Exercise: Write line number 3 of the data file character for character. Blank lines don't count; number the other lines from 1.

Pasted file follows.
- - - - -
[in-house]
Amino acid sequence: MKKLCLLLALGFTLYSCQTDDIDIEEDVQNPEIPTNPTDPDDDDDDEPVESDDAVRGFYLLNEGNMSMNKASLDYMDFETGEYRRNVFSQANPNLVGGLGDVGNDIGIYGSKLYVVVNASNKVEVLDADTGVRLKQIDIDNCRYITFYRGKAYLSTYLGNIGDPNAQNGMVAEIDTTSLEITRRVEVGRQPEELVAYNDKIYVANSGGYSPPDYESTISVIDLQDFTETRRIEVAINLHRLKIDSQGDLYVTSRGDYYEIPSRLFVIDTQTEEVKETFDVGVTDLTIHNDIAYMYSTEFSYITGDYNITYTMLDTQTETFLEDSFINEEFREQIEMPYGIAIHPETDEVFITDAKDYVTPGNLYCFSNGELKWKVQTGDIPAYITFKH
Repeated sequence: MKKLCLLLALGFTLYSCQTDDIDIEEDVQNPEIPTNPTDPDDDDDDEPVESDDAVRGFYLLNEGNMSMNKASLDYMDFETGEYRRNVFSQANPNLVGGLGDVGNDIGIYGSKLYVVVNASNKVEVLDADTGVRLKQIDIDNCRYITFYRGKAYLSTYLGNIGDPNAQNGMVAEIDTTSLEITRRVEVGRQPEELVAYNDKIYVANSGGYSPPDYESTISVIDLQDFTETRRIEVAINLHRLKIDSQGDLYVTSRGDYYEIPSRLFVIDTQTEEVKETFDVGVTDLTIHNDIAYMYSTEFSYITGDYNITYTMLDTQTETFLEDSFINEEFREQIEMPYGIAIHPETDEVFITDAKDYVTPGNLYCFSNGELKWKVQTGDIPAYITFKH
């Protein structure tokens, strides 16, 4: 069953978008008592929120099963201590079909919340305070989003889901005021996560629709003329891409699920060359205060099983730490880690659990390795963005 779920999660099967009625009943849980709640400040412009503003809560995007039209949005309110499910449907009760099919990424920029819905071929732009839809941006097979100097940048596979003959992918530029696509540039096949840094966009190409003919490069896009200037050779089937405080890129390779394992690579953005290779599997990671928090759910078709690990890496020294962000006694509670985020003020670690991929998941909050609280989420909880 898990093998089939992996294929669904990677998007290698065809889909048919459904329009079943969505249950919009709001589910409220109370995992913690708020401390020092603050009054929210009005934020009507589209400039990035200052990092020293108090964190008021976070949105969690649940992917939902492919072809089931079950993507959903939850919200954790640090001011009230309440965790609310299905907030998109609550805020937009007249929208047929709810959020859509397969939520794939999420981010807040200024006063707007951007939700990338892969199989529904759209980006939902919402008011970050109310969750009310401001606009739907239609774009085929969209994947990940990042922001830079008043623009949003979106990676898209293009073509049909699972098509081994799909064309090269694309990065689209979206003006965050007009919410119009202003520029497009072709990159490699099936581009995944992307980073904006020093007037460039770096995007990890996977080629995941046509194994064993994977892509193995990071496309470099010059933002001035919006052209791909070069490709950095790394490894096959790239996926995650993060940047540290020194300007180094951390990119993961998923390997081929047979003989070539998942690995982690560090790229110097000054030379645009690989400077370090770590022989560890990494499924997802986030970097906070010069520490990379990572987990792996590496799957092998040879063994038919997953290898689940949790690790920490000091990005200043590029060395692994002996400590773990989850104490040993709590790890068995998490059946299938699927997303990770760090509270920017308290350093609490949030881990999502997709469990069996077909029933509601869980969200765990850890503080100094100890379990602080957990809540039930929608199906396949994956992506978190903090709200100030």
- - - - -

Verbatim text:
Repeated sequence: MKKLCLLLALGFTLYSCQTDDIDIEEDVQNPEIPTNPTDPDDDDDDEPVESDDAVRGFYLLNEGNMSMNKASLDYMDFETGEYRRNVFSQANPNLVGGLGDVGNDIGIYGSKLYVVVNASNKVEVLDADTGVRLKQIDIDNCRYITFYRGKAYLSTYLGNIGDPNAQNGMVAEIDTTSLEITRRVEVGRQPEELVAYNDKIYVANSGGYSPPDYESTISVIDLQDFTETRRIEVAINLHRLKIDSQGDLYVTSRGDYYEIPSRLFVIDTQTEEVKETFDVGVTDLTIHNDIAYMYSTEFSYITGDYNITYTMLDTQTETFLEDSFINEEFREQIEMPYGIAIHPETDEVFITDAKDYVTPGNLYCFSNGELKWKVQTGDIPAYITFKH